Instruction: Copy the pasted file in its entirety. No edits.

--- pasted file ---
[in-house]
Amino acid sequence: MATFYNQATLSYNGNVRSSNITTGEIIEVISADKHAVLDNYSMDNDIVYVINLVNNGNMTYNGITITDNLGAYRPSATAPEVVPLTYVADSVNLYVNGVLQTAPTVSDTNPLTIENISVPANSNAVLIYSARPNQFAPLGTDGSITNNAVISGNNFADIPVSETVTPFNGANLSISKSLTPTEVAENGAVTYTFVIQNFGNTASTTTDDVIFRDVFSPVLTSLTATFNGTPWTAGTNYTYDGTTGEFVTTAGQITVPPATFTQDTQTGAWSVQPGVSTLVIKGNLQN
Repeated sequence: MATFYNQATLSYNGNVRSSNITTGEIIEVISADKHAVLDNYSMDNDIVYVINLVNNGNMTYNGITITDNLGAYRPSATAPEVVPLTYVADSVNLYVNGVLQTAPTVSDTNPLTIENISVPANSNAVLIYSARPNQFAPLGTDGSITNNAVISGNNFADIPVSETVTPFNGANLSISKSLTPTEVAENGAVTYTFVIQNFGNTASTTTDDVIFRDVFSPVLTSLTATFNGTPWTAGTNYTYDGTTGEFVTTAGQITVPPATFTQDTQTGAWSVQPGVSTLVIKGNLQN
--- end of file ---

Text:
[in-house]
Amino acid sequence: MATFYNQATLSYNGNVRSSNITTGEIIEVISADKHAVLDNYSMDNDIVYVINLVNNGNMTYNGITITDNLGAYRPSATAPEVVPLTYVADSVNLYVNGVLQTAPTVSDTNPLTIENISVPANSNAVLIYSARPNQFAPLGTDGSITNNAVISGNNFADIPVSETVTPFNGANLSISKSLTPTEVAENGAVTYTFVIQNFGNTASTTTDDVIFRDVFSPVLTSLTATFNGTPWTAGTNYTYDGTTGEFVTTAGQITVPPATFTQDTQTGAWSVQPGVSTLVIKGNLQN
Repeated sequence: MATFYNQATLSYNGNVRSSNITTGEIIEVISADKHAVLDNYSMDNDIVYVINLVNNGNMTYNGITITDNLGAYRPSATAPEVVPLTYVADSVNLYVNGVLQTAPTVSDTNPLTIENISVPANSNAVLIYSARPNQFAPLGTDGSITNNAVISGNNFADIPVSETVTPFNGANLSISKSLTPTEVAENGAVTYTFVIQNFGNTASTTTDDVIFRDVFSPVLTSLTATFNGTPWTAGTNYTYDGTTGEFVTTAGQITVPPATFTQDTQTGAWSVQPGVSTLVIKGNLQN